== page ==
In the Soup
One of the things I needed to do when I was diagnosed with diabetes last year was adjust my diet. Now as it happens I didn't have to adjust it quite as much as I initially did, during a period when I was more or less scared to eat anything. After a session with a dietitian/certified diabetes educator, I've moved onto a diet that lets me eat a lot of the things I've always liked -- I just have to eat a lot less of them, and exercise a lot more. Thus the walks I try to take whenever I can, for instance. Some things were easy: the doctor said to reduce or eliminate alcohol, which is good because I've never liked the taste of it anyway, so I don't drink.( About Pea SoupCollapse )
It's a good thing that I like my own cooking, because I end up making so much soup when I do get the urge to cook that it sets me up for dinner, lunch, dinner, lunch, dinner, and sometimes lunch and dinner again. To that extent it's economical, and by numerous tests it doesn't raise my blood sugar levels appreciably.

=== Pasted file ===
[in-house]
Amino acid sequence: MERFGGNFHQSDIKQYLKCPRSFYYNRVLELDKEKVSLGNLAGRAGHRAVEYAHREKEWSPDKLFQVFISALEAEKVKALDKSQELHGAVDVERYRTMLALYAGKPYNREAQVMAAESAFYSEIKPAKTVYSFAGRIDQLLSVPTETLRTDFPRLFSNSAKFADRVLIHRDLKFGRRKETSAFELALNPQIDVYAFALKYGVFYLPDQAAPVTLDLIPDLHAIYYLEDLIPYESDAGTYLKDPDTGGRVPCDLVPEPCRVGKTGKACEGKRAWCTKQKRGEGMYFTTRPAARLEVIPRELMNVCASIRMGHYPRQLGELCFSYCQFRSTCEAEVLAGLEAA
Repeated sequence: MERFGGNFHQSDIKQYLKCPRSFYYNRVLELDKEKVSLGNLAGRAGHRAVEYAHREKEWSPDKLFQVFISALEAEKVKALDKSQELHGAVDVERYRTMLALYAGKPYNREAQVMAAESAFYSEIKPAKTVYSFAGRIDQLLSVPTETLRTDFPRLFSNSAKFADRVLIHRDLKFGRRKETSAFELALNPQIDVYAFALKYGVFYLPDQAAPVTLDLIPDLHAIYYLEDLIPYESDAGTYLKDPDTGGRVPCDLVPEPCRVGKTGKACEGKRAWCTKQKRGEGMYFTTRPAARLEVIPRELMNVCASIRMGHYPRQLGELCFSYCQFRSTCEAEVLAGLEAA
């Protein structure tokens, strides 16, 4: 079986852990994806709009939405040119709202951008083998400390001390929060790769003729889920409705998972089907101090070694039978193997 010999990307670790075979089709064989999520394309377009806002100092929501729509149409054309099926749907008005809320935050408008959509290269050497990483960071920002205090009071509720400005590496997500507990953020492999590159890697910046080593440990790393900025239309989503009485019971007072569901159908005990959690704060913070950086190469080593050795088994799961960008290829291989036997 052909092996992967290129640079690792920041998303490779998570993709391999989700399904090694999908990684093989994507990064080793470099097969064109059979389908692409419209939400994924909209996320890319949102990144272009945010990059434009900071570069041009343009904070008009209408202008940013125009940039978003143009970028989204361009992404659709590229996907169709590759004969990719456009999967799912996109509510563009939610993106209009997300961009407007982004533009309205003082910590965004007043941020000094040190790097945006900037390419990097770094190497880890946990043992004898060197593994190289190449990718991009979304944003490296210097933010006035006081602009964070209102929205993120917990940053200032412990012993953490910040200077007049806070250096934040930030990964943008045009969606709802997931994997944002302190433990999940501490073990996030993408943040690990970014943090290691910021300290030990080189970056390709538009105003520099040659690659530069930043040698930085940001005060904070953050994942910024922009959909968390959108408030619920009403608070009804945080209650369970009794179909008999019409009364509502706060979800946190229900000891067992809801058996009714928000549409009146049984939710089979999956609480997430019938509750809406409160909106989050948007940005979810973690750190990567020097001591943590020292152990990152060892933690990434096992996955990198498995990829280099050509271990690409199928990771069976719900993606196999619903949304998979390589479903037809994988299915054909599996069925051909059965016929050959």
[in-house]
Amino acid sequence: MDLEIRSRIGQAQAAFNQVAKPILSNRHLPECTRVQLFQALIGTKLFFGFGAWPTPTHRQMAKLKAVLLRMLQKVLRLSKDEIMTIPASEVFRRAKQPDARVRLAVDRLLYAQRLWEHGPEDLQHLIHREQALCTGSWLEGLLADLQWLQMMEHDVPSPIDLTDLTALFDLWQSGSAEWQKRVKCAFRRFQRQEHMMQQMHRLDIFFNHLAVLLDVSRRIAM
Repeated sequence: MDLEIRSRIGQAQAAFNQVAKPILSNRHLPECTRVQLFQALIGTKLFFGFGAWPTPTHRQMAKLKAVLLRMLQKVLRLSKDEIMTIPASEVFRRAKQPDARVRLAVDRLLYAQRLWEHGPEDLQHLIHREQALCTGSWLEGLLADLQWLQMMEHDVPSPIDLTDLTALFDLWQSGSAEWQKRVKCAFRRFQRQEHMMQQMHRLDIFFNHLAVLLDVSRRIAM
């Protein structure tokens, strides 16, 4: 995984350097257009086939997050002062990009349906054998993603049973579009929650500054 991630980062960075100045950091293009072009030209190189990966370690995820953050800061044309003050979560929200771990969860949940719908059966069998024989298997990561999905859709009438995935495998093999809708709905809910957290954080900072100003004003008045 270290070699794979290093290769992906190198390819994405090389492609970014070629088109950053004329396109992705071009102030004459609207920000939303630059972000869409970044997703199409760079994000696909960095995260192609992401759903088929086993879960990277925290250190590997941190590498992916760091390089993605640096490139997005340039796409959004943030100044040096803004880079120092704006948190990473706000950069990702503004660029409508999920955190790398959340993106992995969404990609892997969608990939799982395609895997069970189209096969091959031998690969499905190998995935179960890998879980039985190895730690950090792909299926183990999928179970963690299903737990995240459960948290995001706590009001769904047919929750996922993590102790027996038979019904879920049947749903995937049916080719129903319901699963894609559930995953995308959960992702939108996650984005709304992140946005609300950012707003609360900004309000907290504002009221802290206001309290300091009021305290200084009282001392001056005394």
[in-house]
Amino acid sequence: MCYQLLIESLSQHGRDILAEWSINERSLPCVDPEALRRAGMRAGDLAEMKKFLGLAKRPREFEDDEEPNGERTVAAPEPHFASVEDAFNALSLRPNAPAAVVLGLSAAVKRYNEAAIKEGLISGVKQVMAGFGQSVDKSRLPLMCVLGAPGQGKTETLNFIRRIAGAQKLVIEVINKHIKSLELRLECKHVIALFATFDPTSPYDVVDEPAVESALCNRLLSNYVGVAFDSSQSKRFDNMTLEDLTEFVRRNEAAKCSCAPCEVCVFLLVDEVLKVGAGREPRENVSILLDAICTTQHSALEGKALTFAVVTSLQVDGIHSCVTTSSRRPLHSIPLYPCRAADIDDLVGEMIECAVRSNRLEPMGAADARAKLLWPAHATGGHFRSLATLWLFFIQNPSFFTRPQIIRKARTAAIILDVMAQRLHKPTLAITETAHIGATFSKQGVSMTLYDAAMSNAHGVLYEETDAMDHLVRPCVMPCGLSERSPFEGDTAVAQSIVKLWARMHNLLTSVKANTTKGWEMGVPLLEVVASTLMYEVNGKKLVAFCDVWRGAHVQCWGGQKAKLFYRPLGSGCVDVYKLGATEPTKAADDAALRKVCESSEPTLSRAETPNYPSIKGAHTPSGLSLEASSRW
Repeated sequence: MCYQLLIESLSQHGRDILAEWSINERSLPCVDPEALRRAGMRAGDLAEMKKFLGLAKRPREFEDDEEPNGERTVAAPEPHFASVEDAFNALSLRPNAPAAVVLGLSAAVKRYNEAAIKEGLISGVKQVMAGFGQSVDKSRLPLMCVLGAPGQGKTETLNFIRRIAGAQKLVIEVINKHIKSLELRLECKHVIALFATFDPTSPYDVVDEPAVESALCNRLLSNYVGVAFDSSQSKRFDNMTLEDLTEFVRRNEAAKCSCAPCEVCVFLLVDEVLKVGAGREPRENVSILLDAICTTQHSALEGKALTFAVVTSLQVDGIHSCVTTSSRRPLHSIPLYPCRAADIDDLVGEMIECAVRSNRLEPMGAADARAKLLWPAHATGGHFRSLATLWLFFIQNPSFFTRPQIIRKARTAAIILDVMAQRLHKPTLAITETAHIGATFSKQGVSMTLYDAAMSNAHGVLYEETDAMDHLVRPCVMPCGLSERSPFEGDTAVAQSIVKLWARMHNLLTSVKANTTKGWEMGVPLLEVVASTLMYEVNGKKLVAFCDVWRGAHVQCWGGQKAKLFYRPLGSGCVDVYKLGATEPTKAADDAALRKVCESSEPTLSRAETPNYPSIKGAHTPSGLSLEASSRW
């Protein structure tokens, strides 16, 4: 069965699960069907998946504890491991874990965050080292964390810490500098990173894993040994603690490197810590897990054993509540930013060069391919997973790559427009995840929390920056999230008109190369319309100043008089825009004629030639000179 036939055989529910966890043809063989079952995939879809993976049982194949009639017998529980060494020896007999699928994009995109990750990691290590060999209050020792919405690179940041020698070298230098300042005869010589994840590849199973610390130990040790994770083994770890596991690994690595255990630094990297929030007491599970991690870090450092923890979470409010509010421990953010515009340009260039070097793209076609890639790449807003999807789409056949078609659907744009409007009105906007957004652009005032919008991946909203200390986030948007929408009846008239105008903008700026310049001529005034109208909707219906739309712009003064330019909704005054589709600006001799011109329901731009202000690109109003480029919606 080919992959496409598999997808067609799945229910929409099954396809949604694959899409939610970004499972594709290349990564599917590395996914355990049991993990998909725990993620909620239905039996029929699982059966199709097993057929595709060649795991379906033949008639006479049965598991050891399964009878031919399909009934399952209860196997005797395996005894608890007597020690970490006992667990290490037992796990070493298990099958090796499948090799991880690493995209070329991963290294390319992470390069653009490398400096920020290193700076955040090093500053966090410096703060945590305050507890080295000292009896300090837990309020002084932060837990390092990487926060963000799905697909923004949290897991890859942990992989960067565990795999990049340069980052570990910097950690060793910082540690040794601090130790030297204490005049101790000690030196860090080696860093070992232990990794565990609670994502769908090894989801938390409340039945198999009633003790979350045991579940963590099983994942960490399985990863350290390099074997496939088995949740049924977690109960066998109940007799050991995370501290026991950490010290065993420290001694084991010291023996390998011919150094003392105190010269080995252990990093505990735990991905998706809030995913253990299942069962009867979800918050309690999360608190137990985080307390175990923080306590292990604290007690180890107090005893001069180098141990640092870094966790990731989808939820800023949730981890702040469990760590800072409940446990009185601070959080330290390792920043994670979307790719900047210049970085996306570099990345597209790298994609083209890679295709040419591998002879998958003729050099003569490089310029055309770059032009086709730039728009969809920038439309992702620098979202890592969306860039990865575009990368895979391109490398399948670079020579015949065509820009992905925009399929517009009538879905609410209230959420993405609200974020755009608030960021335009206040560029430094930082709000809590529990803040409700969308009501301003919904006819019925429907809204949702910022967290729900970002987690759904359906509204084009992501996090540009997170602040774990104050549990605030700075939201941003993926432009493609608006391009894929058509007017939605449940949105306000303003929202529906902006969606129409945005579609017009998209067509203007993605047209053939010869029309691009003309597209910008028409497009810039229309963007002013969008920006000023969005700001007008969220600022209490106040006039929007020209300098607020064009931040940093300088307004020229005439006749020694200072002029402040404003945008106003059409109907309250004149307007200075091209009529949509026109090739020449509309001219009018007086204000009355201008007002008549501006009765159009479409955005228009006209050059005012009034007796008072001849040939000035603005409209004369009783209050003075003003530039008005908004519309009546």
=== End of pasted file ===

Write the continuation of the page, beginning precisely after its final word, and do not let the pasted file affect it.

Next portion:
Some people who have seen me taking blood sugar tests (which require me to poke my finger with a small lancing device) have asked if it hurts or if I wish I didn't have to do it. The answer is that it pinches slightly, but that in fact I not only don't mind doing the tests, I would like to do them more often. My doctor's orders are to test only twice a day, whereas I'd happily do so after each meal, because it gives me pretty quick feedback on whether I'm eating properly or not. As long as I keep my blood sugar levels within the dietitian's guidelines and exercise regularly, I continue to drop weight and feel better all the time.
The chipper attitude I had during NASFiC was certainly because I was being honored greatly, but the other part of it it was that I really have been feeling much better as my weight comes down. Current Mood: full